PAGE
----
Lung Cancer – A Look at the Numbers
It is a known fact that lung cancer is the second leading cause of death and the biggest cause of cancer deaths in both sexes in the West. It accounts for about 30% of all deaths from cancer.
The unfortunate reality is that many of those deaths could have been prevented — fully 85% of all lung cancers are caused by smoking. This includes those who breathe in second-hand smoke from others in the vicinity. If everyone were to give up smoking, the incidence of lung cancer would drop dramatically.
After smoking, radon exposure is the second most common cause of lung cancer in America. The US Environmental Protection Agency estimates that about 21,000 deaths are caused every year by radon exposure.
Among various ethnic groups, the incidence of lung cancer is highest among African Americans. This is because of a high cultural propensity among this group to take up the smoking habit.
This is also one of the deadliest forms of cancer around. To give some comparative statistics, the five-year survival rate from colon cancer is 62% and that from breast cancer 87%. The corresponding figure for prostate cancer is 98%. In sharp contrast, the five-year survival rate for lung cancer is a low 15%.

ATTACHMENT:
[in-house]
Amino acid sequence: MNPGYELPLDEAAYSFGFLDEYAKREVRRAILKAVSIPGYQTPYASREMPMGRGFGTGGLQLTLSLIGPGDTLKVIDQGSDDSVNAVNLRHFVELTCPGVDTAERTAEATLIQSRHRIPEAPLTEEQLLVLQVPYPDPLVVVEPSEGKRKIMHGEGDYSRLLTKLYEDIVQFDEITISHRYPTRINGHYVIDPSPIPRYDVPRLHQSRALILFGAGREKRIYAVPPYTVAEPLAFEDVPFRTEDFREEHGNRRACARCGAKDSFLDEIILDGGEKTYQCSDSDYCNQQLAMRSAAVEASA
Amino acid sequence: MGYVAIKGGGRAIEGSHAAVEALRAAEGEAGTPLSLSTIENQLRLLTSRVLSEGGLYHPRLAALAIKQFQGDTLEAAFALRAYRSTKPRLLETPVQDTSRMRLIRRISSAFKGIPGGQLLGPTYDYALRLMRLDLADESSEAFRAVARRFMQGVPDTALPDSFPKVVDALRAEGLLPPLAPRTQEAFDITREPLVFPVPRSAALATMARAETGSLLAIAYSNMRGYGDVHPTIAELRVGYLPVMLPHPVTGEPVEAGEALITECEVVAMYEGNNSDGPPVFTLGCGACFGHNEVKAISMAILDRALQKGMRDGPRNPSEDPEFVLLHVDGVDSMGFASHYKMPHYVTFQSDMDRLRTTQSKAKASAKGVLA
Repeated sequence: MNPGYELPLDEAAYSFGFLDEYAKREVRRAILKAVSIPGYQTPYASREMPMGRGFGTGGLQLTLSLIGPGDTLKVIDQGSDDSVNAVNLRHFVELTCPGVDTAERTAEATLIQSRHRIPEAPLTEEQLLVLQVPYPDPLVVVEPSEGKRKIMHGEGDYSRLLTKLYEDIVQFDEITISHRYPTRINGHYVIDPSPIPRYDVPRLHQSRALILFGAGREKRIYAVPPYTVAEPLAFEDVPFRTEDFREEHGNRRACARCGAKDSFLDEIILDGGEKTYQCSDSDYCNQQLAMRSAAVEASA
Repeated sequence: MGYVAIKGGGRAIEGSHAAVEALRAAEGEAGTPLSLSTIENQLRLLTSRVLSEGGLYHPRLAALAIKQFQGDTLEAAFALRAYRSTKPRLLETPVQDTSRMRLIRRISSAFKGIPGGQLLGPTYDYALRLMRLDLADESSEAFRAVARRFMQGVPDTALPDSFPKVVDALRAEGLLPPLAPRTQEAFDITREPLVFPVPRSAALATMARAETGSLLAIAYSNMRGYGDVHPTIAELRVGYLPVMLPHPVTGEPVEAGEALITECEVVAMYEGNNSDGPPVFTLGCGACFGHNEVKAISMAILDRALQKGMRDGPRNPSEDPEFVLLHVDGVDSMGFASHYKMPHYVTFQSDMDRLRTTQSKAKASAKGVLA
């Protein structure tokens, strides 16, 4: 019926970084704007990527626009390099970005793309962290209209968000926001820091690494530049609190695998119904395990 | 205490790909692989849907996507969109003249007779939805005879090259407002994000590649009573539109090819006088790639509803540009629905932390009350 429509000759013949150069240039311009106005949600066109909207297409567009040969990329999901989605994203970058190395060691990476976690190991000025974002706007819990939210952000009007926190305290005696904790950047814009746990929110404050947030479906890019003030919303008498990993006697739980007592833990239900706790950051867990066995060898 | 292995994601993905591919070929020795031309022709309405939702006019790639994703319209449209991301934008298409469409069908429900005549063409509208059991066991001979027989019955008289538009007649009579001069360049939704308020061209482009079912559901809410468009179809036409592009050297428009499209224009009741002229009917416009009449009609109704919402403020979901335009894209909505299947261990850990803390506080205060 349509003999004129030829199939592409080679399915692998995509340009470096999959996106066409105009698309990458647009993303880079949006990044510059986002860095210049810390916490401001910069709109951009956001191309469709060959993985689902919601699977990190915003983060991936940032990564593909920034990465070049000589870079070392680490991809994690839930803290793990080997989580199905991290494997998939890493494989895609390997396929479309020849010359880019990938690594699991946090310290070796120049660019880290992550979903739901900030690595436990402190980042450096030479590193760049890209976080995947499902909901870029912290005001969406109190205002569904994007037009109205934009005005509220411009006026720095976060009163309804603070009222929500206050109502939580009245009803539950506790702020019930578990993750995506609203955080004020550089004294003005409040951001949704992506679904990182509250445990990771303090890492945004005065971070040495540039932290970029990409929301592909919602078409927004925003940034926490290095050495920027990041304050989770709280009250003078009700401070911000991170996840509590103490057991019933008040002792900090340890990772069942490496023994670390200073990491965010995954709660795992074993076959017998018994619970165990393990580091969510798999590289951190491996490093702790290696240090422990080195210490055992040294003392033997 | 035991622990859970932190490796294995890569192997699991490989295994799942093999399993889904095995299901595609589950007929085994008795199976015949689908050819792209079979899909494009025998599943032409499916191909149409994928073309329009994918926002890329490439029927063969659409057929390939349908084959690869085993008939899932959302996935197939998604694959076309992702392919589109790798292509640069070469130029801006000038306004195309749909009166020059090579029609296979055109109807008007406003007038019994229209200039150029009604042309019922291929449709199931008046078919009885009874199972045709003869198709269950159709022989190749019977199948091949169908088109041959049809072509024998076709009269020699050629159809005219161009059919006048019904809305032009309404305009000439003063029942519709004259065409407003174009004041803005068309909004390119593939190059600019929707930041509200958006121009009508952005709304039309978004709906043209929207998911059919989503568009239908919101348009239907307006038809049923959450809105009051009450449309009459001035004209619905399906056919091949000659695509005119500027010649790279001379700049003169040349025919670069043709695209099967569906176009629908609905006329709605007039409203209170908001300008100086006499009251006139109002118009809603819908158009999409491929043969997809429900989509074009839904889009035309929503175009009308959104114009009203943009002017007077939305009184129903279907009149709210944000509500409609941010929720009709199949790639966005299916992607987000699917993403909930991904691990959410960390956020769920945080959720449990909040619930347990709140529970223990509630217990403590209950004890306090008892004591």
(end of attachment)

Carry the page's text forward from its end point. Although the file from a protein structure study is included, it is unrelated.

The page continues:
One reason for this low survival rate is that lung cancer tends to be diagnosed at a very late stage in its cycle — typically during stage 3 or stage 4. By that time, the cancer has spread to other parts of the body and has affected many vital organs. This significantly reduces the probability of survival.
There is a prevailing myth that a smoker’s lungs will return to normal fifteen years after he stops smoking and at that point, his chances of developing lung cancer are the same as that for a non-smoker. The reality is that a smoker’s lungs never become completely normal again. However, it is true that his chances of getting lung cancer drop off as time passes, although it probably never drops to the level of a person who has remained smoke-free all his life.
This is borne out by the fact that while existing smokers make up about 40% of all new cases of lung cancer, former smokers account for fully 50% of such cases.
Studies indicate that former smokers have about 9 times greater chances of dying from lung cancer as compared to those who never smoked. Current smokers are said to be 23 times more likely to die from this disease than people who never smoked.
The numbers are slightly lower for women — former women smokers have 5 times the chances of dying from lung cancer when compared to never smokers. And current smokers are 13 times as likely to die of this illness.
It is obvious that prevention is the best policy when it comes to lung cancer. And the way to prevent this disease is to not smoke at all or at least, to give up smoking at the earliest.